Near-Threatened is a conservation status assigned to a species or lower taxon (an evolutionarily significant unit
) that may be considered threatened with extinction in the near future, although it does not currently qualify for the threatened status (Daniel et al.
Evolutionarily Significant Unit
(ESU) into two components--hatchery and
Federal law dictates that all or none of the fish in what's known as an evolutionarily significant unit
should be listed, Hogan concluded.
2d at 1146 (stating that factors contributing to the salmon's decline in Oregon include forestry practices, logging and road building, urbanization, disturbance of riparian habitat (such as increased sedimentation of the rivers and streams), and agricultural practices and their consequences such as overgrazing, water diversion, runoff, and soil compaction); see also Endangered and Threatened Species; Threatened Status for Southern Oregon/Northern California Coast Evolutionarily Significant Unit
(ESU) of Coho Salmon, 62 Fed.
Steelhead (Oncorhynchus mykiss) Based on a determination by the National Marine Fisheries Service, which has primary ESA jurisdiction for most marine species, the Evolutionarily Significant Unit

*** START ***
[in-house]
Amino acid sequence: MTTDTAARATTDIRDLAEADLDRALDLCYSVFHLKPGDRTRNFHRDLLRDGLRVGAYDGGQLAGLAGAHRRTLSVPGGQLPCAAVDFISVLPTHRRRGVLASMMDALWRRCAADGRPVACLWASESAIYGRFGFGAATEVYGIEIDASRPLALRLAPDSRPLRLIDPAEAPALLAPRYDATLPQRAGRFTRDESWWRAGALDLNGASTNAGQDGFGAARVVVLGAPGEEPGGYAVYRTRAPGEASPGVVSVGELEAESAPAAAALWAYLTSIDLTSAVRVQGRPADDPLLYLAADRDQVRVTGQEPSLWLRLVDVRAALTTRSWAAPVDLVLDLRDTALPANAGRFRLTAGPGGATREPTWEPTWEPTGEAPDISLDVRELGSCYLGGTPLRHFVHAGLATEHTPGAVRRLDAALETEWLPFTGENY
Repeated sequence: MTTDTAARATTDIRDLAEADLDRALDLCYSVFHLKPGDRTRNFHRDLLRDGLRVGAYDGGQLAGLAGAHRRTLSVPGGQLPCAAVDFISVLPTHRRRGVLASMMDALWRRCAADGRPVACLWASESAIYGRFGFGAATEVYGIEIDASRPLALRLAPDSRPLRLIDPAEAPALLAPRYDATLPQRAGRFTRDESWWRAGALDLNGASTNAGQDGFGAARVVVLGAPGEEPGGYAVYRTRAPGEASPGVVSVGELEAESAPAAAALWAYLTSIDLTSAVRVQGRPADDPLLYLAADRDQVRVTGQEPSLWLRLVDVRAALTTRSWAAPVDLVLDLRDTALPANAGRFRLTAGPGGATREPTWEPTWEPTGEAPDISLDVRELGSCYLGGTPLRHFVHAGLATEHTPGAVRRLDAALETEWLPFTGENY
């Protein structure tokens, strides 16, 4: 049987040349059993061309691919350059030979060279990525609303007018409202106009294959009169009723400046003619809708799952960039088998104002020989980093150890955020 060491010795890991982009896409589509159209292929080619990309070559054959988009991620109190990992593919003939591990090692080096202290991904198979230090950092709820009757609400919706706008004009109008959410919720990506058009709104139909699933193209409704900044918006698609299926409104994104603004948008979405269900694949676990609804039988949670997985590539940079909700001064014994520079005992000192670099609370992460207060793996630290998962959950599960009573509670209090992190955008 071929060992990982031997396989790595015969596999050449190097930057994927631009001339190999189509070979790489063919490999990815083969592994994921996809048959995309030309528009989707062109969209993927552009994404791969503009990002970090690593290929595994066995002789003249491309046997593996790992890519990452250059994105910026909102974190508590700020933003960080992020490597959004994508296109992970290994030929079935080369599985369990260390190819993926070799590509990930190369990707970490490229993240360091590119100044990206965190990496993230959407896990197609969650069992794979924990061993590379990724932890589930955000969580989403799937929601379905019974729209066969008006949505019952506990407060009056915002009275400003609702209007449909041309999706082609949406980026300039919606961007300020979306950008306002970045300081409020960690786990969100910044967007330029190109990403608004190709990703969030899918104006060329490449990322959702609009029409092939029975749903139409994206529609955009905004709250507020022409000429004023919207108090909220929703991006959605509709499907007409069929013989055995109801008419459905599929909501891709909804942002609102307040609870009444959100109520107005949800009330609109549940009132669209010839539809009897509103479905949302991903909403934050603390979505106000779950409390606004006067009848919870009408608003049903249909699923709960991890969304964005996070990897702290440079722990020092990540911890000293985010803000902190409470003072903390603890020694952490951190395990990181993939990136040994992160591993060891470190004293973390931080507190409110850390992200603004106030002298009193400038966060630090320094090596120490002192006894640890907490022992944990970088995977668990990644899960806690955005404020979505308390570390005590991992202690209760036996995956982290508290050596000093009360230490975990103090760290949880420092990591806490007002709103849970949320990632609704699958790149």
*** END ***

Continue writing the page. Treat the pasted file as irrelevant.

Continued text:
(ESU) of steelhead in northern California was listed on September 7 as threatened.
How to define an evolutionarily significant unit
Part One sets the theme of the book by focusing on the Evolutionarily Significant Unit
(ESU), a concept introduced by the National Marine Fisheries Service (NMFS) in 1991 for identification of distinct population segments in Pacific salmon.
(1) Threatened Status for Central California Coast Evolutionarily Significant Unit
of Coho Salmon, 61 Fed Reg.
From these status assessments, NOAA Fisheries scientists identified 52 evolutionarily significant units
(ESUs), the smallest population unit that can receive federal protection under the ESA.
Molecular variation and evolutionarily significant units
in the endangered Gila topminnow.
(61) Designated Critical Habitat: Critical Habitat for 19 Evolutionarily Significant Units
of Salmon and Steelhead in Washington, Oregon, Idaho, and California, 65 Fed.
1989), we feel that separate conservation and management of the four watersheds as evolutionarily significant units
(ESUs) (Waples 1995) should be considered.